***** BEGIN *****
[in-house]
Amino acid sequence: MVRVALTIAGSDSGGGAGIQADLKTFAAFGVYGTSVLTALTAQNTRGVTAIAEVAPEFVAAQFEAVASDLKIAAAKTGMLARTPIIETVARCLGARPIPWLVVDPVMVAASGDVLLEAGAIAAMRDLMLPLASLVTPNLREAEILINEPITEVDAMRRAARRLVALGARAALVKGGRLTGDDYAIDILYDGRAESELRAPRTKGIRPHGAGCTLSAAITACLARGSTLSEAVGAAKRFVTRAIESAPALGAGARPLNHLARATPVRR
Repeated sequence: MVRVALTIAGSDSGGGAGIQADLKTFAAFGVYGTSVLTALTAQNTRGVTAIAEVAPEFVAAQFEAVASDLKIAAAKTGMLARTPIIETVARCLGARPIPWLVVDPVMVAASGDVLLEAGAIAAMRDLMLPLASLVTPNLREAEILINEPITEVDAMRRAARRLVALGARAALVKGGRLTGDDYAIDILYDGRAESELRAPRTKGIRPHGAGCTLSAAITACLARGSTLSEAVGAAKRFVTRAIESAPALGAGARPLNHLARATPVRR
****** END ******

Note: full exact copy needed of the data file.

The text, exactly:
[in-house]
Amino acid sequence: MVRVALTIAGSDSGGGAGIQADLKTFAAFGVYGTSVLTALTAQNTRGVTAIAEVAPEFVAAQFEAVASDLKIAAAKTGMLARTPIIETVARCLGARPIPWLVVDPVMVAASGDVLLEAGAIAAMRDLMLPLASLVTPNLREAEILINEPITEVDAMRRAARRLVALGARAALVKGGRLTGDDYAIDILYDGRAESELRAPRTKGIRPHGAGCTLSAAITACLARGSTLSEAVGAAKRFVTRAIESAPALGAGARPLNHLARATPVRR
Repeated sequence: MVRVALTIAGSDSGGGAGIQADLKTFAAFGVYGTSVLTALTAQNTRGVTAIAEVAPEFVAAQFEAVASDLKIAAAKTGMLARTPIIETVARCLGARPIPWLVVDPVMVAASGDVLLEAGAIAAMRDLMLPLASLVTPNLREAEILINEPITEVDAMRRAARRLVALGARAALVKGGRLTGDDYAIDILYDGRAESELRAPRTKGIRPHGAGCTLSAAITACLARGSTLSEAVGAAKRFVTRAIESAPALGAGARPLNHLARATPVRR